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White Gold

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Deep Shadows' previous game Boiling Point ended up as the poster child for the 'buggy but beautiful' brigade. Its striking cocktail of Deus Ex, Far Cry and GTA was somewhat undermined by its many issues. To quote sparsely from the contents list of the first patch: "posters in bar vanish as you turn away from them", "dog does not cast shadows", "jaguar floats across screen at treetop level".

Our recent visit to Deep Shadows' Ukraine headquarters revealed one startling fact: Boiling Point was made by 13 people. Which is a little like everyone in the Gamer office, on a whim, deciding to have a crack at constructing their own Taj Mahal. White Gold is Deep Shadows' second shot at Boiling Point, except with the benefit of experience, a still-slim-but-more-reasonable 30-strong team and an express desire to not let it out into the world in a similar state. Co-founder Sergey Zabaryansky stresses that's a mistake they're going to avoid at all costs.

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It's not the only misstep they want to avoid. "The distances between different military bases were too long," Sergey continues. "You could take quests and travel twenty minutes to another place, where you kill someone in two minutes before going back." They're aiming to create a tighter game, with a vehicle always on hand if you want it. "The game itself becomes more dynamic, more interesting." It also breaks up its areas a little - Boiling Point was set in a valley, while this is a series of islands. Hopping between them in helicopters provides a natural structure - in fact, getting off the initial island is your first goal.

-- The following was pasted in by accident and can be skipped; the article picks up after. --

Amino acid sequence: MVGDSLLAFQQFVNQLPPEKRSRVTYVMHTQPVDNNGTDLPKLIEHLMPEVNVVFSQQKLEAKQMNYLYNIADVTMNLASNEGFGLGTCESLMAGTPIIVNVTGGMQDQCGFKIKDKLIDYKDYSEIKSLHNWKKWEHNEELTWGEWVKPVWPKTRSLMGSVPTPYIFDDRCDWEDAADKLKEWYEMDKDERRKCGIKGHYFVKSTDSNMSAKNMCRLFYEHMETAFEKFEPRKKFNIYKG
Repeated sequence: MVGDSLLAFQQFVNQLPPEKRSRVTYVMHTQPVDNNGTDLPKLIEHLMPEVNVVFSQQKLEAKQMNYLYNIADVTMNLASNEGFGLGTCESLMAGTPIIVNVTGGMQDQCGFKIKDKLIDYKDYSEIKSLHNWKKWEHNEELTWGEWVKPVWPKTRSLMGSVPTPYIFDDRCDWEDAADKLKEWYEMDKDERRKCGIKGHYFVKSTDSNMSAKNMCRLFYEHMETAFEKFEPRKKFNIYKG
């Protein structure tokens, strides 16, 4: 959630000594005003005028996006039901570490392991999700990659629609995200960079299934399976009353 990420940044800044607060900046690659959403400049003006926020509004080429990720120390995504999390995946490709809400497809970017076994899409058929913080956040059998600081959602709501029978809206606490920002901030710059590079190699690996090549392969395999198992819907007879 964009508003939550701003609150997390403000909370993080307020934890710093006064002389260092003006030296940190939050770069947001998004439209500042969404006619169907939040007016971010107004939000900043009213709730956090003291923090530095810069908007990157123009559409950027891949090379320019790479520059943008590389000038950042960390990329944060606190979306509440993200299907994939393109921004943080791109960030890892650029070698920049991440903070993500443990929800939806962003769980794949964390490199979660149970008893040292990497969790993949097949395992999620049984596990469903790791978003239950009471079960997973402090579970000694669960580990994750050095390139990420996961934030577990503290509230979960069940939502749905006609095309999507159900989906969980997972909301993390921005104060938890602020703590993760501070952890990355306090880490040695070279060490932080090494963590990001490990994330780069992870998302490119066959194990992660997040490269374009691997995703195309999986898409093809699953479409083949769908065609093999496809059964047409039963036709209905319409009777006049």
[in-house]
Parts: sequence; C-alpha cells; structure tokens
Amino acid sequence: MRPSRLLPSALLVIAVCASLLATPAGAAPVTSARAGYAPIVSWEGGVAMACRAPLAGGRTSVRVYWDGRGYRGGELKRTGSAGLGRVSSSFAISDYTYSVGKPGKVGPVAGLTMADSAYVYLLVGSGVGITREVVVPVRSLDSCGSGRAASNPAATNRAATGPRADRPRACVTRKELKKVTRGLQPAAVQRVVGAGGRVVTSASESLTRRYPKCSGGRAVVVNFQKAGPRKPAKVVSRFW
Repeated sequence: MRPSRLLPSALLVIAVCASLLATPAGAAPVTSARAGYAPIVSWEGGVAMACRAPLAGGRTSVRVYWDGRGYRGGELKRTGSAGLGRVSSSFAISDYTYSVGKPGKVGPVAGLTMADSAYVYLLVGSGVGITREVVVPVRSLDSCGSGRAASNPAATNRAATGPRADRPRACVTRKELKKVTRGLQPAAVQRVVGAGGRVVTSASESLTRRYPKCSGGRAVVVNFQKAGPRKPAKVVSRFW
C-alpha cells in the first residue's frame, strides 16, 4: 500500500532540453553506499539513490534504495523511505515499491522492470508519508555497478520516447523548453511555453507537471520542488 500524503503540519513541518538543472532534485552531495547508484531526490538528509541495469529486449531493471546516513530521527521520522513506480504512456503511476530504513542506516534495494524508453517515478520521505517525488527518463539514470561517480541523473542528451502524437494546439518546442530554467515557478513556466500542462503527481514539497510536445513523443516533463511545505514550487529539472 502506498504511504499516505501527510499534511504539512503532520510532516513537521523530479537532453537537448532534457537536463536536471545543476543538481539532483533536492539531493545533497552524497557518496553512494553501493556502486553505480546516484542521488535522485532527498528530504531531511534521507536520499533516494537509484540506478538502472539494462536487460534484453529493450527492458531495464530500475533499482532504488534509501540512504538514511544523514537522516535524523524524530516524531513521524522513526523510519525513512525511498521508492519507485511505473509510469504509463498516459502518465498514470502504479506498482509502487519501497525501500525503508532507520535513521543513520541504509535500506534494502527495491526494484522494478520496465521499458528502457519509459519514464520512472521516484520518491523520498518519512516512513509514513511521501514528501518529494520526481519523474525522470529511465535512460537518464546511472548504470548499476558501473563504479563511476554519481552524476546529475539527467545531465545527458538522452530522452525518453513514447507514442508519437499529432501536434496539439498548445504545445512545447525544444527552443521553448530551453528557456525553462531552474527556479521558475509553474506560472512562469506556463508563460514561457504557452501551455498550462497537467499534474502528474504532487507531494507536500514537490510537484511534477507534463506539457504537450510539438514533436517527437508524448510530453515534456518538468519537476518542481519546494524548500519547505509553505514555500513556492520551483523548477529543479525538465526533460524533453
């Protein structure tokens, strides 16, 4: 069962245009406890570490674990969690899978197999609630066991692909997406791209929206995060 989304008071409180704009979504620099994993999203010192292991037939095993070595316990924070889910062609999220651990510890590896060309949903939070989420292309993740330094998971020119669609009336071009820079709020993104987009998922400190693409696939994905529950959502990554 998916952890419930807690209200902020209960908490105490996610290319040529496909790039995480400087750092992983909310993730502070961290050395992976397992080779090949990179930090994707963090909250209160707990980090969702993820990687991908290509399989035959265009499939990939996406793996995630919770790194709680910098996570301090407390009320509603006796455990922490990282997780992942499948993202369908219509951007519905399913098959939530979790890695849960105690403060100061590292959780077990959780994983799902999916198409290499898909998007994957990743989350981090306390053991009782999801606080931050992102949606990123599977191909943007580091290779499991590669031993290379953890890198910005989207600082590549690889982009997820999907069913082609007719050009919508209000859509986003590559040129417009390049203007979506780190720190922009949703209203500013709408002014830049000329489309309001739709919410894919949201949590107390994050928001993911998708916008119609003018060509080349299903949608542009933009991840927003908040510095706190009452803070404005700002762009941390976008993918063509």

There's more here than just a polished Boiling Point, though. A light RPG system, for a start. By gaining levels you're able to pick a perk from a list of about 30, each of which personalises your character. Some are straight combat boosts, others give what are almost trade skills, enabling you to skin animals and sell the hides. Thievery skills do things such as improve your lockpicking - which works on a resource system, picks having a chance to break each time you use one. Thievery skills will reduce that chance. One skill even makes you more resistant to booze.

But the real core of White Gold's appeal is its distinct take on a freeform world - a few notches more serious than most games of the type. While the visually similar Just Cause is happy to let you go on a rampage, White Gold creates a far more convincing world. You can talk to anyone you meet, as long as there's not a war going on. Even a GTA-clone perennial like stealing a car can have depth. Some cars are simply locked, requiring a key. They have petrol. They have tyres that can be shot out. There's a high level of destructibility in general. You share these islands with seven factions, all of whom can be charmed or alienated by your actions, and you're left to get on with it however you choose, and to live with the consequences.

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Many games make that sort of claim. The difference here is that we know Deep Shadows can make a game that does it. They've done it before. The question is, in the time left, can they make it work as well as we all want it to? Here's hoping that White Gold doesn't turn out to be fool's gold.

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